In recent months, government entities and policy researchers have produced analyses to provide more practical guidance for policymakers. The White House Interagency Working Group on Coal and Power Plant Communities and Economic Revitalization recently identified 25 US regions where fossil energy activities are concentrated, grouping regions by BLS metropolitan and nonmetropolitan classifications (Interagency Working Group on Coal and Power Plant Communities and Economic Revitalization 2021). These groupings provide a useful starting point for understanding which regions are likely to be affected, but they offer limited geographic specificity and limited detail on socioeconomic and environmental risk factors.
To develop a more granular geographically picture of which communities are most dependent on fossil energy as an economic driver, I produced a series of maps identifying the counties where fossil energy accounts for large shares of employment and wages (Raimi 2021). However, these maps were incomplete because the BLS data that underpin them are often suppressed for low-population (typically rural) counties, which may be particularly vulnerable to the effects of the energy transition. In addition, that analysis did not incorporate additional measures of socioeconomic or environmental vulnerability.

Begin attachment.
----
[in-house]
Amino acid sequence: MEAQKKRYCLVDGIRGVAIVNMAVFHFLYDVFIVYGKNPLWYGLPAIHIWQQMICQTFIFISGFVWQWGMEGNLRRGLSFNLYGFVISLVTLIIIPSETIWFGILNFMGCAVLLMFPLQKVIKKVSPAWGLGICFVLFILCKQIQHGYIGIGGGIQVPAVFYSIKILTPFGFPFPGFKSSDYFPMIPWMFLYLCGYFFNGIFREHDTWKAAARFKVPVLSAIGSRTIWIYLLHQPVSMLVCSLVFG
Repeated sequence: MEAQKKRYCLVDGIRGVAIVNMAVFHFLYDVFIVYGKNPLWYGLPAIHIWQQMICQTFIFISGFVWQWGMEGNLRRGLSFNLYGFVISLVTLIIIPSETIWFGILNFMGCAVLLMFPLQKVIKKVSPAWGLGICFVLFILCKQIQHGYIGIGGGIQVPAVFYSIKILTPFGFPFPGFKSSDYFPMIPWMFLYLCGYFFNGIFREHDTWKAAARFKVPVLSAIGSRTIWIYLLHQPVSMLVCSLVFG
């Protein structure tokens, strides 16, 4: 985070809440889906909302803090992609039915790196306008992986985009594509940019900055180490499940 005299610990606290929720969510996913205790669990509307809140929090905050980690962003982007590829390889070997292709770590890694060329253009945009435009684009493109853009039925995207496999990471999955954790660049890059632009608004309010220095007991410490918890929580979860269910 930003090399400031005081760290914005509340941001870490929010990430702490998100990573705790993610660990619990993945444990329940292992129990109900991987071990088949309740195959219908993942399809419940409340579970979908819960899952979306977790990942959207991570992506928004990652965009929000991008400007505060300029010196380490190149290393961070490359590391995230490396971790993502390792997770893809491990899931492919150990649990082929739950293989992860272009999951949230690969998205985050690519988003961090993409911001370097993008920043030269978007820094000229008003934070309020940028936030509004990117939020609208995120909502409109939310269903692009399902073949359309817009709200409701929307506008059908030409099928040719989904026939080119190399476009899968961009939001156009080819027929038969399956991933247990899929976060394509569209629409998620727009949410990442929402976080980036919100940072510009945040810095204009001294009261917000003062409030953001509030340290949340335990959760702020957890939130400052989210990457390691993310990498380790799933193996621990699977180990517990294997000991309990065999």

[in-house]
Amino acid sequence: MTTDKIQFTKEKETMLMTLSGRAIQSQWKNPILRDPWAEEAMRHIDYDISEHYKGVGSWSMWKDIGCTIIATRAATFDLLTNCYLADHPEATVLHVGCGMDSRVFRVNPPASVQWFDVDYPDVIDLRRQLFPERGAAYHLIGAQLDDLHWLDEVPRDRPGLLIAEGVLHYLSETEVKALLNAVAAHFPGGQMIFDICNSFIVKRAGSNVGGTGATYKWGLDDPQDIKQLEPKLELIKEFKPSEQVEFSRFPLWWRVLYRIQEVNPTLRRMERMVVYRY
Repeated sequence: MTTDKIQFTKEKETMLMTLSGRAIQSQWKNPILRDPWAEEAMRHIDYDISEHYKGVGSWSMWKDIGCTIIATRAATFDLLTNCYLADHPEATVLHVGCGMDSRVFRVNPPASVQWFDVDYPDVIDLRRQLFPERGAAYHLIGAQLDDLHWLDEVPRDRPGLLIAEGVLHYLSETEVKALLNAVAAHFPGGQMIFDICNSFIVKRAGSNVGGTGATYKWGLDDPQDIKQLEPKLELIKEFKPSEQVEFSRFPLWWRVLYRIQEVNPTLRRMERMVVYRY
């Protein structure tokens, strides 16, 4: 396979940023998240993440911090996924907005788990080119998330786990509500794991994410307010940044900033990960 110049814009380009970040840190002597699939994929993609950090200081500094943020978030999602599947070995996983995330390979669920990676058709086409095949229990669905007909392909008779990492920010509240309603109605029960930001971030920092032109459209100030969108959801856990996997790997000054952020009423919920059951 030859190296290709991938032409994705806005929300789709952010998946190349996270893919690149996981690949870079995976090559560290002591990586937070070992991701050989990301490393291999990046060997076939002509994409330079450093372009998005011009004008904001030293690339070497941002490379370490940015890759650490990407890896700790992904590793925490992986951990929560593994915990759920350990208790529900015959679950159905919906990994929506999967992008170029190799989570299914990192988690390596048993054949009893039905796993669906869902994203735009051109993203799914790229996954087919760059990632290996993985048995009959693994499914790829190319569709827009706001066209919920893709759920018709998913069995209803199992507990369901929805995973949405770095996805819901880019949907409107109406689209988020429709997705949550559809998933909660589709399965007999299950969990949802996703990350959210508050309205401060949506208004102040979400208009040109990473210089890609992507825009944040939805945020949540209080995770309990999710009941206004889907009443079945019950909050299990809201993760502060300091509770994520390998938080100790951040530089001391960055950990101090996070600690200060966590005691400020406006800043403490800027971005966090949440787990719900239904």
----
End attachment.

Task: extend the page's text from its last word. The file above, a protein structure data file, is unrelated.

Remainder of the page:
The purpose of this analysis is to produce a tool that can guide policymakers in focusing attention and resources on the appropriate places at the appropriate time. To that end, it makes three main contributions. First, it identifies all US counties (or equivalent governmental units) that are heavily dependent on fossil energy as an economic driver, ranking them by the scale of the relevant energy activity. Second, it provides a high level of geographic specificity (county level). Third, it includes not only measures of energy activity but also metrics to assess the socioeconomic and environmental risk factors present in each county. Taken together, these metrics should give policymakers practical guidance on which US communities are most vulnerable to the economic effects of a transition away from fossil fuels.
Importantly, this analysis can (and will) be improved in the months ahead. Future work will seek to refine the relevant socioeconomic and environmental indicators, perhaps developing an index to more easily prioritize counties (though, as noted above and discussed more below, index creation presents methodological issues). In addition, it will seek to better characterize how effects may evolve over time in different locations. For example, ambitious climate policies are likely to cause more rapid declines in coal production than natural gas production, leading to differential timing between coal-producing and natural gas–producing communities. What’s more, there is variation within fuels: coals, oils, and natural gases produced in different locations have different life-cycle emissions characteristics, and those with lower life-cycle emissions, better access to markets, and other economic advantages are likely to be most resilient, at least in the near to medium term.
Read the full paper here.
The data tool, which includes maps for all listed indicators, can be found here.